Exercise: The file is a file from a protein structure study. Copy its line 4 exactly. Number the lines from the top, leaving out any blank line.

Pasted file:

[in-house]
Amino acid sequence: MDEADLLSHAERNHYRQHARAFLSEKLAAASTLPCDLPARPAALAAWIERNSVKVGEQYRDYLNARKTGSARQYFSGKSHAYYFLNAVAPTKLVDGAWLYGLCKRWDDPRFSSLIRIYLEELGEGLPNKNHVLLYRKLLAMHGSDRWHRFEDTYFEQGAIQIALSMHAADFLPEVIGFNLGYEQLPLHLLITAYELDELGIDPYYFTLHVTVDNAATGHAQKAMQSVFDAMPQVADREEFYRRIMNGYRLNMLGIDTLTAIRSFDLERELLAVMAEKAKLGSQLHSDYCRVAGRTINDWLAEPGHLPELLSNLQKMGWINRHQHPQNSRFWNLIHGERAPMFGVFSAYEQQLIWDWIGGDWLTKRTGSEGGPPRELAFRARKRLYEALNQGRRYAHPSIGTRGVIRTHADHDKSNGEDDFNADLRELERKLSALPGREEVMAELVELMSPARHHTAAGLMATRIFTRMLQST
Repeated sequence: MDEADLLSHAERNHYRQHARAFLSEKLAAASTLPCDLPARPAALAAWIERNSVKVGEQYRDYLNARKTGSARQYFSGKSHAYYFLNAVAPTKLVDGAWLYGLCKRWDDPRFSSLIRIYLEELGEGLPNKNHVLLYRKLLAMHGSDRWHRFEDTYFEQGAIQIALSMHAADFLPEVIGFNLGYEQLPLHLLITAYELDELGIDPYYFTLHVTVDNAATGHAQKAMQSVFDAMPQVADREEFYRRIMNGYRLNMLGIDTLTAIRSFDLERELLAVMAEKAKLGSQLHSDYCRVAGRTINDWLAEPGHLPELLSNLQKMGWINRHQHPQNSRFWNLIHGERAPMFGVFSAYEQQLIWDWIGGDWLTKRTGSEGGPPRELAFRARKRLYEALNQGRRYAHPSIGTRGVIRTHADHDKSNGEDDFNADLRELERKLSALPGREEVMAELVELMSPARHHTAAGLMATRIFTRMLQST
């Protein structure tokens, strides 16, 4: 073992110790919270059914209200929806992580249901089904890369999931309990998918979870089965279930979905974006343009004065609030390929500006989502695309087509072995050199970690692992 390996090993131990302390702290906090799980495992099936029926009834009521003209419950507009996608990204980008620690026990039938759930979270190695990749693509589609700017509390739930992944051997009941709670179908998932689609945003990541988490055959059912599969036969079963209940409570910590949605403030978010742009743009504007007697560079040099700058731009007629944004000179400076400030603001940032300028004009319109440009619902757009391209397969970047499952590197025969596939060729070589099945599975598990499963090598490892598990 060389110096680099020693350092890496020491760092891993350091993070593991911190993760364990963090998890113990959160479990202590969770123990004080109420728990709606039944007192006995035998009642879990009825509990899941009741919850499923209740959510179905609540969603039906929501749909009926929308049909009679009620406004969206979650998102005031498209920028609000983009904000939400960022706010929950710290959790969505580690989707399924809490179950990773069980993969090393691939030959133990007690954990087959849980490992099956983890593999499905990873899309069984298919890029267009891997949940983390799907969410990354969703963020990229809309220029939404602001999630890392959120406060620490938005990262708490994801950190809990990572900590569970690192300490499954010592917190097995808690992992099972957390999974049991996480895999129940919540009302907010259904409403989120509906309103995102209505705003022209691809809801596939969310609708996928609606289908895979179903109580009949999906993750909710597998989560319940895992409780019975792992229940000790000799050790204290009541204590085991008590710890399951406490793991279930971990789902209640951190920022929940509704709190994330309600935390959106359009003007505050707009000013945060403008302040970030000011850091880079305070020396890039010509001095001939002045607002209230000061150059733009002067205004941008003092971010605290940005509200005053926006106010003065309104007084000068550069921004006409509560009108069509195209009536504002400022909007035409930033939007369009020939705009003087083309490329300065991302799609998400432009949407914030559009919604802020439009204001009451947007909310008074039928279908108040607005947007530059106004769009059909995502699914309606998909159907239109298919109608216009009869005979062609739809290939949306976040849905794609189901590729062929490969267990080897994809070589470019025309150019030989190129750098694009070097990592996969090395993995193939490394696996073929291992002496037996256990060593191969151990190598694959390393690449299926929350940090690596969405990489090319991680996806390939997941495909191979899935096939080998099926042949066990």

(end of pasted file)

């Protein structure tokens, strides 16, 4: 073992110790919270059914209200929806992580249901089904890369999931309990998918979870089965279930979905974006343009004065609030390929500006989502695309087509072995050199970690692992 390996090993131990302390702290906090799980495992099936029926009834009521003209419950507009996608990204980008620690026990039938759930979270190695990749693509589609700017509390739930992944051997009941709670179908998932689609945003990541988490055959059912599969036969079963209940409570910590949605403030978010742009743009504007007697560079040099700058731009007629944004000179400076400030603001940032300028004009319109440009619902757009391209397969970047499952590197025969596939060729070589099945599975598990499963090598490892598990 060389110096680099020693350092890496020491760092891993350091993070593991911190993760364990963090998890113990959160479990202590969770123990004080109420728990709606039944007192006995035998009642879990009825509990899941009741919850499923209740959510179905609540969603039906929501749909009926929308049909009679009620406004969206979650998102005031498209920028609000983009904000939400960022706010929950710290959790969505580690989707399924809490179950990773069980993969090393691939030959133990007690954990087959849980490992099956983890593999499905990873899309069984298919890029267009891997949940983390799907969410990354969703963020990229809309220029939404602001999630890392959120406060620490938005990262708490994801950190809990990572900590569970690192300490499954010592917190097995808690992992099972957390999974049991996480895999129940919540009302907010259904409403989120509906309103995102209505705003022209691809809801596939969310609708996928609606289908895979179903109580009949999906993750909710597998989560319940895992409780019975792992229940000790000799050790204290009541204590085991008590710890399951406490793991279930971990789902209640951190920022929940509704709190994330309600935390959106359009003007505050707009000013945060403008302040970030000011850091880079305070020396890039010509001095001939002045607002209230000061150059733009002067205004941008003092971010605290940005509200005053926006106010003065309104007084000068550069921004006409509560009108069509195209009536504002400022909007035409930033939007369009020939705009003087083309490329300065991302799609998400432009949407914030559009919604802020439009204001009451947007909310008074039928279908108040607005947007530059106004769009059909995502699914309606998909159907239109298919109608216009009869005979062609739809290939949306976040849905794609189901590729062929490969267990080897994809070589470019025309150019030989190129750098694009070097990592996969090395993995193939490394696996073929291992002496037996256990060593191969151990190598694959390393690449299926929350940090690596969405990489090319991680996806390939997941495909191979899935096939080998099926042949066990």